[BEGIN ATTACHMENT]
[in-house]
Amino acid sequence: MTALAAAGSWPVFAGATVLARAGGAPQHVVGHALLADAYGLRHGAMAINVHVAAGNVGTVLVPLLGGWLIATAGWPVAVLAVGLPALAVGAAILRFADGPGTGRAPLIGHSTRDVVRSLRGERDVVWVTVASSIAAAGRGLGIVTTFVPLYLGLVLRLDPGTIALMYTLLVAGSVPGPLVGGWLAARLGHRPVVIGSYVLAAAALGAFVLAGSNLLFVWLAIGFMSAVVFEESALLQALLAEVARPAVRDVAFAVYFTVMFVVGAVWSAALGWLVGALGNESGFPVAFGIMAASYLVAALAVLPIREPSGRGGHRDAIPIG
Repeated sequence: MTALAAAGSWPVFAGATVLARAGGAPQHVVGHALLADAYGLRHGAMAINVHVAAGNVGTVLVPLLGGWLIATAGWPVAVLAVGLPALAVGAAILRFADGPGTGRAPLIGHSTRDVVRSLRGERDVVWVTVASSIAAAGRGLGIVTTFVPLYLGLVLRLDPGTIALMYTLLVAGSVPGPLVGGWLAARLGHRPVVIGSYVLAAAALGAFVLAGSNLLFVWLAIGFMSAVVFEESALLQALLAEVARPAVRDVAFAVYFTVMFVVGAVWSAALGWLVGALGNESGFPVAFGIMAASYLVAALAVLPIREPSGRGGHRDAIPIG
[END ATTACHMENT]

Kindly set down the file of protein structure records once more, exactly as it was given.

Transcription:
[in-house]
Amino acid sequence: MTALAAAGSWPVFAGATVLARAGGAPQHVVGHALLADAYGLRHGAMAINVHVAAGNVGTVLVPLLGGWLIATAGWPVAVLAVGLPALAVGAAILRFADGPGTGRAPLIGHSTRDVVRSLRGERDVVWVTVASSIAAAGRGLGIVTTFVPLYLGLVLRLDPGTIALMYTLLVAGSVPGPLVGGWLAARLGHRPVVIGSYVLAAAALGAFVLAGSNLLFVWLAIGFMSAVVFEESALLQALLAEVARPAVRDVAFAVYFTVMFVVGAVWSAALGWLVGALGNESGFPVAFGIMAASYLVAALAVLPIREPSGRGGHRDAIPIG
Repeated sequence: MTALAAAGSWPVFAGATVLARAGGAPQHVVGHALLADAYGLRHGAMAINVHVAAGNVGTVLVPLLGGWLIATAGWPVAVLAVGLPALAVGAAILRFADGPGTGRAPLIGHSTRDVVRSLRGERDVVWVTVASSIAAAGRGLGIVTTFVPLYLGLVLRLDPGTIALMYTLLVAGSVPGPLVGGWLAARLGHRPVVIGSYVLAAAALGAFVLAGSNLLFVWLAIGFMSAVVFEESALLQALLAEVARPAVRDVAFAVYFTVMFVVGAVWSAALGWLVGALGNESGFPVAFGIMAASYLVAALAVLPIREPSGRGGHRDAIPIG